According to the integrity of His heart

 

[Psalms 78:42-72]

 

Last week, we meditated on three things about our hearts that aren’t steadfast based on Psalms 78:23-41.  We have learned that our hearts that aren’t steadfast, that is, our unfaithful hearts, first they follow greed, secondly, they don’t believe in God, distrusts and doubts, and thirdly, they speak lies.  We has opportunity to examine our hearts as we meditated on the ancestors if Israel whose repentance was flattering, in which their lips seemed to resemble the Lord but their hearts were far from Him.  The word that comes to my mind in the midst of this is Jeremiah 17:9 – “The heart is more deceitful than all else And is desperately sick; Who can understand it?”  This corrupt heart was washed away by Jesus' blood from the cross.  Therefore, we now have a new heart.  But still we see our hearts that aren’t steadfast.  How can we protect and train our hearts?

 

This morning prayer meeting, I meditated on Psalms 26:2 – “Examine me, O LORD, and try me; Test my mind and my heart.”  I thought three things about how we can train our hearts centered on this word.  First, I thought that in order to train our hearts in terms of intelligence, we should strive to know the truth of the Lord (v. 3).  Second, in order to train our hearts emotionally, I thought that love for the Lord (v. 8) should motivate our hearts.  Third, I thought that in order to train our hearts in terms of will, we must walk in our integrity like psalmist David (v. 11).

 

In Psalms 78:72, the psalmist confesses to God: “So he shepherded them according to the integrity of his heart, And guided them with his skillful hands.”  I want to receive the grace given to us while meditating on three things about what kind of grace our Lord, who is truly Shepherd, gives us according to the integrity of His heart with the sincerity of his heart.

 

First, our Lord, the Shepherd, chose us in love.

 

Look at Psalms 78:68, 70 – “But chose the tribe of Judah, Mount Zion which He loved.  …  He also chose David His servant And took him from the sheepfolds.”  God's sovereign choice is clear.  It is clear whom He chose and whom He didn’t choose.  The verse 68 starts with “But” and it’s purpose is to contrast with verse 67: “He also rejected the tent of Joseph, And did not choose the tribe of Ephraim.”  The psalmist clearly states that God didn’t choose Joseph's second son, the tribe of Ephraim.  Although the psalmist says that God didn’t choose the tribe of Ephraim, but He chose David (v. 70).  It is clear that God chose and didn’t choose.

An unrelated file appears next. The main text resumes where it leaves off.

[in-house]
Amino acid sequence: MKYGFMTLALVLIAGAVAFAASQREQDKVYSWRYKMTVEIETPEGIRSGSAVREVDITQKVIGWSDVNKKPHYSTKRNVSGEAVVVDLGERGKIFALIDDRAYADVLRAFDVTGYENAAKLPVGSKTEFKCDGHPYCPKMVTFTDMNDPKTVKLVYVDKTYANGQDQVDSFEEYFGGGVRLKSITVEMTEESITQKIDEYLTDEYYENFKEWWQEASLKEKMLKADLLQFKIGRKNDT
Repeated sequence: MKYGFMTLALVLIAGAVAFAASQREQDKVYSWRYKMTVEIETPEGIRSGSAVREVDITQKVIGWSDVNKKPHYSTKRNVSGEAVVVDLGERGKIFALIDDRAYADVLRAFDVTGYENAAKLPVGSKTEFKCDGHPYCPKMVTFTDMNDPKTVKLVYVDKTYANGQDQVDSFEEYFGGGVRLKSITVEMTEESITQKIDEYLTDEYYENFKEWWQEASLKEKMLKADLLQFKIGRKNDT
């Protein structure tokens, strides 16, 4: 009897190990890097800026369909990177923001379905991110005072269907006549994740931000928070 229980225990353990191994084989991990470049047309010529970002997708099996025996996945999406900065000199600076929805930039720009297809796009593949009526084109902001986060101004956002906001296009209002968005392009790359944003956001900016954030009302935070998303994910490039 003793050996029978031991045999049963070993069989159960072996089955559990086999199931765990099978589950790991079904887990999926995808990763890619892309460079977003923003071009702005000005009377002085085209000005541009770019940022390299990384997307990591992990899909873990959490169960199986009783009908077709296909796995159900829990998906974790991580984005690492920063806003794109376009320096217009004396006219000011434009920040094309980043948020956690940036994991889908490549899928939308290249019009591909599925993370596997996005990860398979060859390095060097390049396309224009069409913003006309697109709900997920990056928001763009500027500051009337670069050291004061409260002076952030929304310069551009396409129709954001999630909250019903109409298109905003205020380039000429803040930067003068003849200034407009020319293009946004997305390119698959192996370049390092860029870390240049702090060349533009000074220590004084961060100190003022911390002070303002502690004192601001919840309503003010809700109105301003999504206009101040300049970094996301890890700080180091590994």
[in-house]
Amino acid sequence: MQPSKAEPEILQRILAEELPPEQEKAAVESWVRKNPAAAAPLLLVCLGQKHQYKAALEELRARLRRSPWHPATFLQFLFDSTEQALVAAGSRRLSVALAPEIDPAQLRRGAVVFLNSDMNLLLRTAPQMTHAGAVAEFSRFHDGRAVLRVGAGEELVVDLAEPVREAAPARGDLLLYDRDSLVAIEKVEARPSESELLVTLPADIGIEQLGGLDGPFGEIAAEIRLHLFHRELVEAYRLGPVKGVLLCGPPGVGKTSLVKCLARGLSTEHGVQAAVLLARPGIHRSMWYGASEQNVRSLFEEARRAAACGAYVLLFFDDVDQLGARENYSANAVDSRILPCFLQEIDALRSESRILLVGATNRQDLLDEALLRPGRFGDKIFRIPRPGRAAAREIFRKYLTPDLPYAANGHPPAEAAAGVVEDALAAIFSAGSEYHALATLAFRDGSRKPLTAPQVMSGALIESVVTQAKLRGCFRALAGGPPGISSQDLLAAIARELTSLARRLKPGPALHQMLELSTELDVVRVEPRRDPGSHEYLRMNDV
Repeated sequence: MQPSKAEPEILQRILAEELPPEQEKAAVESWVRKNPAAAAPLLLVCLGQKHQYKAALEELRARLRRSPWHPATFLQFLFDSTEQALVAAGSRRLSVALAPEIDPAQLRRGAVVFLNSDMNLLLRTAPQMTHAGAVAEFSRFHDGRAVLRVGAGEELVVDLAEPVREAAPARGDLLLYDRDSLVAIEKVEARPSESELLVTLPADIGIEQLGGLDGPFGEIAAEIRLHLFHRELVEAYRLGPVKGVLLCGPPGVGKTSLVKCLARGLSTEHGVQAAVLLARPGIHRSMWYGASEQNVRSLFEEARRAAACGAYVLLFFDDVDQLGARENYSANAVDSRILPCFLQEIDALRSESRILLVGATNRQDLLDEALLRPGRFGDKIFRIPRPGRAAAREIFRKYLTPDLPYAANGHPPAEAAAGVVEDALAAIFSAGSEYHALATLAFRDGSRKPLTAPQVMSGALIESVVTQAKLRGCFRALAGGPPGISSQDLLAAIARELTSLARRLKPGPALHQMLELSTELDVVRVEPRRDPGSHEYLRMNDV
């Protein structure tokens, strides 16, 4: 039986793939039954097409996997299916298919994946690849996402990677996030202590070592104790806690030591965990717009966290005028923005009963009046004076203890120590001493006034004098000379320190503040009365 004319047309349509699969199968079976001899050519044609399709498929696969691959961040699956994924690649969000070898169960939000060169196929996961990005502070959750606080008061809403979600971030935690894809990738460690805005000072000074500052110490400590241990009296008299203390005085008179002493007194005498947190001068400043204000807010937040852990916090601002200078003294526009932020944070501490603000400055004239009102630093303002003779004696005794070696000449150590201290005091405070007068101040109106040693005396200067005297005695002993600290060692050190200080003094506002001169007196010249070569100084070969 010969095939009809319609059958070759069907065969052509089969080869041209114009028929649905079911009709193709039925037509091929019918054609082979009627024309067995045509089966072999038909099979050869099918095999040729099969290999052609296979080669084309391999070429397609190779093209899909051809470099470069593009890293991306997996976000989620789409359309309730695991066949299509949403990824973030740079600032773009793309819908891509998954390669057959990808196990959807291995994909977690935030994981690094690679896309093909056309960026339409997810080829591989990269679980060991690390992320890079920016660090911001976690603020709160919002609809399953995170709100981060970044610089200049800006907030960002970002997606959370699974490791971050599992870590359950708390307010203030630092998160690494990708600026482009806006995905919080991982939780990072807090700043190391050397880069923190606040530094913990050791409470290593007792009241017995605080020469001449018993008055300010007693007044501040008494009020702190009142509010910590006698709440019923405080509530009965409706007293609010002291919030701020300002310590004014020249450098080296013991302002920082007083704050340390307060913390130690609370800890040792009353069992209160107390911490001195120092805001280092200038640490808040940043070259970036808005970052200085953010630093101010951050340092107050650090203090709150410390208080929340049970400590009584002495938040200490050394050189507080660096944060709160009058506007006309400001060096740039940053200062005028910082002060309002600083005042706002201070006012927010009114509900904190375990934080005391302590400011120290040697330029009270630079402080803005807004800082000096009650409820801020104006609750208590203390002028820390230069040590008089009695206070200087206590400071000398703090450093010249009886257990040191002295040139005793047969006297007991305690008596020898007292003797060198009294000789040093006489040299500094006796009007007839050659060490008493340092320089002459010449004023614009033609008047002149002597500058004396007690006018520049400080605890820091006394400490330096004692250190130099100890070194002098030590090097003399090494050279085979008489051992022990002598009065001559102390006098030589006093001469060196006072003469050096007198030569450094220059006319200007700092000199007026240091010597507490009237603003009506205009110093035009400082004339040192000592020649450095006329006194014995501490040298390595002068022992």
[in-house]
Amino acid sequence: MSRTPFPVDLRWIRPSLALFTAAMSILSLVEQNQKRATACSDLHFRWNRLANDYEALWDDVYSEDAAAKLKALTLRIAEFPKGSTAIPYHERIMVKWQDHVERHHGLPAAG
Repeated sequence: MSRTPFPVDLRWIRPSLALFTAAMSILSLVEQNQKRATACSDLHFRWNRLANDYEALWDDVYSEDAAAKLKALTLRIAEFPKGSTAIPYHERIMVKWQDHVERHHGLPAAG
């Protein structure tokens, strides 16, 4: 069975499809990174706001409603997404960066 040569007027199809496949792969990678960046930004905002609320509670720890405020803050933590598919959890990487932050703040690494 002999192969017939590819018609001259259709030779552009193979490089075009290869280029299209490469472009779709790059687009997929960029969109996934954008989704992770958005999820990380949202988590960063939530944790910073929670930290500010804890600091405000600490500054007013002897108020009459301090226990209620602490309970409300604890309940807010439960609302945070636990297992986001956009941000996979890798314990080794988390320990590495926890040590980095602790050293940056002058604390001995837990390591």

The apostle Paul is speaking of God's sovereign choice and not choice clearly: “Just as it is written: "Jacob I loved, but Esau I hated” (Rom. 9:13).  Romans 9 speaks specifically of God's sovereignty.  Especially from verse 20, the famous pottery parable comes out.  The apostle Paul, who said that the potter has the right to make out of the same lump of clay some pottery for noble purposes and some for common use (v.21), this is what he said in verse 20: “But who are you, O man, to talk back to God? "Shall what is formed say to him who formed it, ‘Why did you make me like this?’”  The lesson that these words give us and teaches us is that creation cannot dare to challenge the Creator's sovereignty.  Therefore, when we consider the words that God chose Jacob in His sovereignty and not Esau, we must humbly listen to Psalms 78:67-68 that God chose David and not the tribe of Ephraim.

 

In Ephesians 1:4, the Bible we know well, the apostle Paul says: “just as He chose us in Him before the foundation of the world, that we would be holy and blameless before Him In love.”  God chose us in Christ before creation.  This God's choice is never a choice because we have something to be chosen by God.  Before creation, God unconditionally chose us.  Our God, the Shepherd, loved us and chose us as His sheep.

 

Second, our Lord, the Shepherd, who chose us redeemed us.